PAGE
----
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My initial interest in ‘Frostfire’ was sparked not only because of the premise of the book, but also because the author claimed (on her website) that this series will not have a love triangle as one of its conflicts. In this point in the game, I think it’s fair to claim that most of YA fantasy/sci-fi (particularly the ones with a female main character) is riddled with these undesired love triangles and squares which generally don’t add anything to a story. So when I became aware that this one doesn’t follow that cliché, I immediately jumped at the chance to read this book.
Oh how wrong I was! My first issue should be evident since I just explained that tidbit about love triangles in YA…and that is that this book most definitely *does* have a love triangle. The only different direction this book takes is that instead of a conflict between two boys and a girl, there is a triangle between two girls and a boy. Which crazily enough, is, in fact, a love triangle, despite the false claims the author makes about the book. There we have disappointment number one.
Disappointment number two is how little development there is within the story and with the characters. Much of the story is pretty much a series of encounters between either Bryn and Konstantin or Bryn and Ridley. A few kidnapping attempts and one or two possible murders but honestly, very little besides the romance and an introduction of the fantasy world is discussed within this book. And I assure you, by *no* means am I exaggerating here.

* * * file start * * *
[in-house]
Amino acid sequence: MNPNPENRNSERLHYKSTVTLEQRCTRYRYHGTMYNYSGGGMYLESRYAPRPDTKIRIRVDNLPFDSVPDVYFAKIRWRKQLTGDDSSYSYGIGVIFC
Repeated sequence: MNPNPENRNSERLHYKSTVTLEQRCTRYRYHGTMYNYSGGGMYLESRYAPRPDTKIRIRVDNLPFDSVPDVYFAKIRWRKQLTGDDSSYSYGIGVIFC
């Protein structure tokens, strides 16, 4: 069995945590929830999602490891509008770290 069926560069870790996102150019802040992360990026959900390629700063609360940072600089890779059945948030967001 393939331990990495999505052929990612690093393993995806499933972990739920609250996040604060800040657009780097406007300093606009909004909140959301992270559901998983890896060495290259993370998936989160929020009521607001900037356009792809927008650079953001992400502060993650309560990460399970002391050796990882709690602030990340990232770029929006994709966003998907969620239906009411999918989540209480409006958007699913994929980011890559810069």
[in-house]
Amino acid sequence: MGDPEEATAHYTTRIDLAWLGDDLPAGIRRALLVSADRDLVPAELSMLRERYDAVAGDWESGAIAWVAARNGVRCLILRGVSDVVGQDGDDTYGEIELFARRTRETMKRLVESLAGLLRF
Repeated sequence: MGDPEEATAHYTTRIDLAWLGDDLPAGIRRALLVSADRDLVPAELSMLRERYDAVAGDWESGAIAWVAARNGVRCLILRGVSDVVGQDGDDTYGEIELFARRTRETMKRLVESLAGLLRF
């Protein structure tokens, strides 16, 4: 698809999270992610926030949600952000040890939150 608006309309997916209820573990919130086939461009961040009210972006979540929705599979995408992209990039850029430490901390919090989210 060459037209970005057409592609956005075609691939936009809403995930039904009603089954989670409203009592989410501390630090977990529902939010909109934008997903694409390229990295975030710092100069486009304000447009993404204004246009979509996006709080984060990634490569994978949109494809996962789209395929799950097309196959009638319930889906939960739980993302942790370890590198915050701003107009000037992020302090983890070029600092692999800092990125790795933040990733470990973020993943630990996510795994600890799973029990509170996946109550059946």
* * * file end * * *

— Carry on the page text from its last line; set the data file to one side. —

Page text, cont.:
This leads me to my final disappointment and the ending…
Disappointment number three is where this book *really* falls apart. Knowing that this book is the first book in whole series, I wasn’t expecting a solid conclusion to everything that jumpstarts the conflict that is this book. But I *was* expecting *some* sort of a conclusion, possibly a satisfying transitioning end from this book to the start of the second one. But this book literally just stops in the middle—the most abrupt of endings I have ever had the misfortune to encounter. There is no progress made about why Konstantin tried to attack Bryn’s father, why he apologizes when he hurts people, why he warns Bryn to run, or basically anything else at all. The only thing we really discover by the end of the book is that Bryn has feeling for Ridley. Horrah! (Because we *really* could not tell from the synopsis right?).
The only good thing about my experience reading the book was the narrator—who did an outstanding job with the story. I sped through it like fire and though I am disappointed with the story and characters, I was quite impressed by the narrator of the audiobook. So if you do pick up this book for some reason, I would recommend the audiobook because the book itself has very little to offer and is barely scrapping half a star.
There was so much potential within this world of Kanin Chronicles, if only the author could have come up with the motivation to actually write out a proper story with some realistic characters and exciting scenes. Unfortunately, the end of ‘Frostfire’ leaves you with just as many questions that you began with in the first place.
DISCLAIMER: I received a copy of this audiobook from Audible in exchange for a review. All opinions expressed are my own.
25 of 29 people found this review helpful
The story was good but the series is listed for 11-13 year olds (5th-8th graders). The sex that unfolds in the series is not appropriate for young readers, parents beware.
23 of 27 people found this review helpful